Deciding whether to sell a home or rent it to pay for aged care is probably the largest financial decision that you will need to make in relation to determining how aged care fees should be funded.

I’m going to explain everything you need to know about renting the home to pay for aged care, including the benefits of doing so, how rental income is assessed by Centrelink and how renting the home impacts aged care fees.

Renting Home to Pay for Aged Care: How Does It Work?

If you are assisting someone with a move into aged care, they might be leaving a home behind and you’re wondering what to do with it. Should you keep it and rent it, or sell it?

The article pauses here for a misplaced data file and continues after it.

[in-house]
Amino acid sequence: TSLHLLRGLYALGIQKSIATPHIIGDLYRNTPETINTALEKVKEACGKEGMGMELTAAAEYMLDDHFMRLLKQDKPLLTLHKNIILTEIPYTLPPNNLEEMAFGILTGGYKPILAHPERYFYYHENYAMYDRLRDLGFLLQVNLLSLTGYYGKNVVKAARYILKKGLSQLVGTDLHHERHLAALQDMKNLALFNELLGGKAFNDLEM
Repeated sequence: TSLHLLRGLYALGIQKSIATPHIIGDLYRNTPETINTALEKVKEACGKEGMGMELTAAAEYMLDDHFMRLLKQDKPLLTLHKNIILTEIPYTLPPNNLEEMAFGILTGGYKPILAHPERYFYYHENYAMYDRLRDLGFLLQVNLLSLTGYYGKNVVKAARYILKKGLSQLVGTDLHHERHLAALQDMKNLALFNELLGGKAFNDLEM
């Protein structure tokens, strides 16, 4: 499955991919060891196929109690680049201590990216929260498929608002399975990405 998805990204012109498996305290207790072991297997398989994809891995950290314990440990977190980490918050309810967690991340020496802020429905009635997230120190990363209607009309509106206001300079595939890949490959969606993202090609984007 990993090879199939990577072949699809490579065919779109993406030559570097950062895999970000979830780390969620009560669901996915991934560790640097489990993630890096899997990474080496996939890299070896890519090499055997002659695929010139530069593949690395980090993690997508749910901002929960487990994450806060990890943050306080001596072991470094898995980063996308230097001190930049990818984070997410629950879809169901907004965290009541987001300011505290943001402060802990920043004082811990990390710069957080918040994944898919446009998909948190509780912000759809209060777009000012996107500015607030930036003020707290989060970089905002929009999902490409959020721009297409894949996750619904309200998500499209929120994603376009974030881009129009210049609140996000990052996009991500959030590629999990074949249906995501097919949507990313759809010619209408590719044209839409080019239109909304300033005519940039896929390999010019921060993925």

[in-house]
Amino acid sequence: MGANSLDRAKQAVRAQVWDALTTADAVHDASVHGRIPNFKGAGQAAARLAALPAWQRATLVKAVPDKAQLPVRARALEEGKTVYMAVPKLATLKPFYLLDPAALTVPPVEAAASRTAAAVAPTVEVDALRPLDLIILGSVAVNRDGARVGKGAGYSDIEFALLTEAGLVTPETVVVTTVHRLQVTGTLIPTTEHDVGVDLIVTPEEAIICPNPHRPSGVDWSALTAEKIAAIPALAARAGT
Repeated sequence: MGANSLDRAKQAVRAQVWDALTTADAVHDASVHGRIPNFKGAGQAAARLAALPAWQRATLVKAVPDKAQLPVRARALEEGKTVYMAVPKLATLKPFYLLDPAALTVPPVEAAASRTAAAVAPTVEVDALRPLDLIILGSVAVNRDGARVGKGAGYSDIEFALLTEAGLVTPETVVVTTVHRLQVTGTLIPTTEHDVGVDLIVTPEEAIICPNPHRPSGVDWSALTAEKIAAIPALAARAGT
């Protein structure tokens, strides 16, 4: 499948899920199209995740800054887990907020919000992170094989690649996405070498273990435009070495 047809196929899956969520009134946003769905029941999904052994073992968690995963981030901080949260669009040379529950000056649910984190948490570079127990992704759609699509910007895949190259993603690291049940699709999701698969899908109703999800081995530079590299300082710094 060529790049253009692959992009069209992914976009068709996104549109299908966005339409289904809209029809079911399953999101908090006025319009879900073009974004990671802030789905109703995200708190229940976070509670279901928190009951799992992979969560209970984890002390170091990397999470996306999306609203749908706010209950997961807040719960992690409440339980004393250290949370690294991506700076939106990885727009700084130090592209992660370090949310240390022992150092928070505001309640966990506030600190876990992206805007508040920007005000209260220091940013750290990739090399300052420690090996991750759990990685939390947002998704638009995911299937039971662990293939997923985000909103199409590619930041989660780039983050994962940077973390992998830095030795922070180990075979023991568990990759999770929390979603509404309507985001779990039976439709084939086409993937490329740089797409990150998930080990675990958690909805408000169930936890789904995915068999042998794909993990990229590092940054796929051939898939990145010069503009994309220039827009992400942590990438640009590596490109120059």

There is no requirement to sell the home when you move into aged care. In fact, it can be more beneficial to keep the home and rent it.

Renting the home to pay for aged care works the same way as renting any other house. A tenant moves in, pays rent and that rental income is used in conjunction with other sources of income, such as Age Pension payments and superannuation to cover aged care fees.

However, the decisions you make as to whether the home is retained or sold will not only affect Aged Care fees, but will also impact Centrelink Age Pension payments.

Should The Home Be Rented to Pay for Aged Care?

Renting the former-home to pay for aged care fees can be beneficial for three main reasons:

  • Source of Income – The rent received is a source of income that can assist with aged care fees.
  • Aged Care Fees – If the former-home is retained, only up to a maximum limit of $197,735 of the home value is assessed for aged care fee purposes.